Low end CPLD/FPGA for switching interlock design

We are working on an interlock circuit where we’d like to use a FPGA/CPLD in combination with a MCU to in a switching circuit. The basic requirement is that both switches can’t be on at the same time, so the FPGA will enforce the timing such that switch X has to be off for z amount of time before switch Y can be turned on. Basically the MCU and FPGA would have to agree before a switch could be turned on to reduce the possibility that both switches could be turned on at the same time.

Some things that seem nice to have:

  • instant on would be nice, but not sure if absolutely required
  • enough logic to implement a few counters and some simple logic
  • be re-programmable in-system so we can change the operation if needed

Years ago, we used Xilnix CPLDs in applications like this. Still seems like it might be a reasonable option as they have 3.3V power (better noise immunity), etc.

Does anyone have any suggestions? I’ve been out of the FPGA design space for quite a few years, so likely not current on what is available.

You might consider the ICE40 series for something like this – very small, low power, and low cost. 3.3v IO banks are supported, and there is a good free and open-source synthesis toolchain for the ICE40s. Bitstreams can be loaded from internal OTP, external SPI flash, or over SPI from an MCU host (likely what you want to do here).

The Ice Breaker is a good reference board for development (and was a good reference for me when I built this board):

If you want to build a single prototype in 2021, probably do not use ICE40.

You may want to have a look at Efinix or Gowin. Both are new FPGA companies with small devices. I don’t know of many fresh CPLDs.

Dialog GreenPAK might be sufficient for your needs. I’m in love with GreenPAK at the moment for miniaturizing glue logic. You should check it out.

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Very good point! I forgot about these but they are a good option.

Why not use 2 schmitt triggers and 6 discrete components instead of an FPGA?

Or add Class B code to the microcontroller and let it handle the switching…

Hi Cliff,
In addition to the FPGA suggestions mentioned so far, I would suggest considering the CCL (Configurable Custom Logic) peripheral of the new ATtiny series from Microchip. The ATtinyxx16 and xx17 series have this peripheral as well as some others in the ATtiny family. The CCL has a software defined logic lookup table as well as various logic building blocks which could be programmed to perform what you’re suggesting. The CCL can use inputs from and send outputs to the event system, so the CCL peripheral can operate asynchronously from your main code paths. You could for example connect the compare match output of a timer to an event system channel, and the use this even system channel as an input to the CCL. If you want a “hardware” counter, you can use the event system to clock TCA of the Attiny.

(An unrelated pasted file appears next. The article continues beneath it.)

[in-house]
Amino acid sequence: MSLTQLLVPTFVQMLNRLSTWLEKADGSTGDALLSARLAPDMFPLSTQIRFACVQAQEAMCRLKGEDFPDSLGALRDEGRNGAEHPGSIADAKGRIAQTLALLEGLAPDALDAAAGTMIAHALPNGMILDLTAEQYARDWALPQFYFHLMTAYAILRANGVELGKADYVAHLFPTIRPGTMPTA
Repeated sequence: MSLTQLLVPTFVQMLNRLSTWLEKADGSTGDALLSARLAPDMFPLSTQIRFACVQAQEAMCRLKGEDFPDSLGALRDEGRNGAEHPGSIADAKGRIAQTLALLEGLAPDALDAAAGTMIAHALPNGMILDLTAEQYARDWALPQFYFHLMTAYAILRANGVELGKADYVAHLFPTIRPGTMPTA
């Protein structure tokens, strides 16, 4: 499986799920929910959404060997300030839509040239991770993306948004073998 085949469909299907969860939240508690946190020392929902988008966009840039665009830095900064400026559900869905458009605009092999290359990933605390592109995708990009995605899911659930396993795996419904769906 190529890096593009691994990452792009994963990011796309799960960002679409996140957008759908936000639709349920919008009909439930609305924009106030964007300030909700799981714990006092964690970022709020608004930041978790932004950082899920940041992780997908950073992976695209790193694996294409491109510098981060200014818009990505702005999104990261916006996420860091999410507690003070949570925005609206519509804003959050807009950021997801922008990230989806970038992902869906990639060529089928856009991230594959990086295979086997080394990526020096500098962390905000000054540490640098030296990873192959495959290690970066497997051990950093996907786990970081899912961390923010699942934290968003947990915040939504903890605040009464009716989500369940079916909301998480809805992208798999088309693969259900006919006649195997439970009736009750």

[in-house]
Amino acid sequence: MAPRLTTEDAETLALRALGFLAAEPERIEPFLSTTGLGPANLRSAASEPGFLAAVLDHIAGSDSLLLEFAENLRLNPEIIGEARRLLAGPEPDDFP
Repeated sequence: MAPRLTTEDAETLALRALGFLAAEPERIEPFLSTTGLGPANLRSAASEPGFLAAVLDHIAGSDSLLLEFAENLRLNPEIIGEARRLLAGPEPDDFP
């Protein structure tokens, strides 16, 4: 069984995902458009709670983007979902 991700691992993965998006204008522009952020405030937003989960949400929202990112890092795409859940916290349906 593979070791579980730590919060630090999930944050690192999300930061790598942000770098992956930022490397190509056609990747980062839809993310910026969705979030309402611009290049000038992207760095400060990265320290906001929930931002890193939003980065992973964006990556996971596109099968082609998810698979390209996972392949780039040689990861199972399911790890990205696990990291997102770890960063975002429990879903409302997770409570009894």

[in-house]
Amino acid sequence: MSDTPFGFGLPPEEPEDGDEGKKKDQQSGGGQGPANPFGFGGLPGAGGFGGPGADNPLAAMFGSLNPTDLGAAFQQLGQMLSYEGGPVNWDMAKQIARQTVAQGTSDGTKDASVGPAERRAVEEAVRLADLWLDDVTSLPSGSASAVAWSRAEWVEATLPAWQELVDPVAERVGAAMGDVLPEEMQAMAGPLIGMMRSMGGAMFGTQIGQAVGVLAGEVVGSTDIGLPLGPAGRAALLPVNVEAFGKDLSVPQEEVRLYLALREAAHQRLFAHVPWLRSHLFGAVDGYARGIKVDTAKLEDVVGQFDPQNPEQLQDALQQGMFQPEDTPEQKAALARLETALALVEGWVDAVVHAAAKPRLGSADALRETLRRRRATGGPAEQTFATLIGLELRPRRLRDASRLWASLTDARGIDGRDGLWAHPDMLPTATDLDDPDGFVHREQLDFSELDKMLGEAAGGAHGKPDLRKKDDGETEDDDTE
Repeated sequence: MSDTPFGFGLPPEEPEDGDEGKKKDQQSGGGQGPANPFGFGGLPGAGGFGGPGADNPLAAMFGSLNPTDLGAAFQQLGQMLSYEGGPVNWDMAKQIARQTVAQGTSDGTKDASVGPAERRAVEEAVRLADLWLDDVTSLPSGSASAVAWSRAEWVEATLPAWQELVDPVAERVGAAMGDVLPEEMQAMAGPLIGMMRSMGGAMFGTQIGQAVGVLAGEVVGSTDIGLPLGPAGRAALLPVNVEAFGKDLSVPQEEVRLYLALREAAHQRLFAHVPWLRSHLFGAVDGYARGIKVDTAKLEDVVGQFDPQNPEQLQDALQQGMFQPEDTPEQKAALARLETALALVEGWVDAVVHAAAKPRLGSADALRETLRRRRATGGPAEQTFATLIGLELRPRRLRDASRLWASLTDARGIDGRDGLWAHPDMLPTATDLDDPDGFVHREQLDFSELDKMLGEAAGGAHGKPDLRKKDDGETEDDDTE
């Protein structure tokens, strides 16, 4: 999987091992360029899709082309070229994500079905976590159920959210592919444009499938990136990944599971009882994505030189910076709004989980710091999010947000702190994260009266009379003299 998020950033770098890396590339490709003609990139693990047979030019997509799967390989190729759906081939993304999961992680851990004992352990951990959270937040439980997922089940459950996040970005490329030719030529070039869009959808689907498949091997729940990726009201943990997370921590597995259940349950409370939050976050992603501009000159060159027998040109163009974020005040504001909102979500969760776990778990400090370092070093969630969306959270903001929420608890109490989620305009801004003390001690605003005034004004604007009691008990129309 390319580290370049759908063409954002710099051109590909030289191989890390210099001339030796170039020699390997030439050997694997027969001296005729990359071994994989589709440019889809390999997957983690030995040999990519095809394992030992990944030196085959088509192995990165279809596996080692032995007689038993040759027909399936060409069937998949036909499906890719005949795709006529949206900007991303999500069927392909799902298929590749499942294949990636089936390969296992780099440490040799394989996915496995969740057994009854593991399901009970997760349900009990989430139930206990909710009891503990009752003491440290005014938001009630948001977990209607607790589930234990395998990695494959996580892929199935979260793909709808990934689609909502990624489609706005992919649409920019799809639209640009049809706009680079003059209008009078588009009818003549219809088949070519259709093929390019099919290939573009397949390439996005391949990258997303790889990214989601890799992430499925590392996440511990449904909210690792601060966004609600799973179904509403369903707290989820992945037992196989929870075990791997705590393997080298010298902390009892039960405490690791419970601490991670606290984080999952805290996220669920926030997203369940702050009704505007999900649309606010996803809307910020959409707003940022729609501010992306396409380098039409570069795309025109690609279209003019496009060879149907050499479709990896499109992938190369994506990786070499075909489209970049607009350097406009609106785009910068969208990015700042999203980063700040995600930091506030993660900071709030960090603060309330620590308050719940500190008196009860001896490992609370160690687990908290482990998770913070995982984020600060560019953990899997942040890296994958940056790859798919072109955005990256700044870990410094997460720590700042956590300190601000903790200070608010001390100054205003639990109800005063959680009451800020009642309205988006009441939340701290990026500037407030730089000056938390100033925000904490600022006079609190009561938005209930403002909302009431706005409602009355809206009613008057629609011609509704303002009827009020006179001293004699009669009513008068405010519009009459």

Thanks for all the ideas – learning about a many parts that I did not know about.

What are your reasons for this? Some of these parts seem well stocked at Digikey, but maybe that won’t last.

This is what has been done in the past, but we want the ability to change the timing (be reprogramming the logic device in system) if needed. The discrete component approach fixes the timing and requires rework if anything needs to change.

That is an option, but we would really like to have two devices involved so there is little chance of failure if one device fails. There are relays and other high power devices switching close by, so potential for noise. We could use two MCUs …

Very interesting!

Seems like a very good fit as we could no doubt leverage the mixed signal functionality.

Why is Lattice so popular these days with the open toolchain projects?

Quicklogic has embraced the open tools, but it seems their parts are hard to find and seem to be putting all their focus on the EOS MCU/FPGA parts.

Also, is there a good forum for FPGA discussions?

I guess I’m specifically speaking about my issues sourcing ICE40HX8K but my understanding was that across the board Lattice had LT issues like most vendors these days. If there is digikey stock then maybe you are ok, just be sure to buy 6-12 months of rolling inventory in advance.

I have used Xilinx CPLDs to do exactly this operation. (In my case dynamic shoot-through current tuning in a high switching frequency H-Bridge )

Some of the lattice parts are low pin count and SRAM based and are easily loaded. However, sometimes the IO are in weird states during configuration and you may have to have external logic to still ensure the switches are not ever in an invalid state. It is always good to triple check w/ the FPGA. When designing with SRAM based FPGAs, it is something I always look out for.

NXP MCUs have a peripheral called a “state configurable timer.” I have done very similar things with the SCT without needing external logic. Might be something to look into.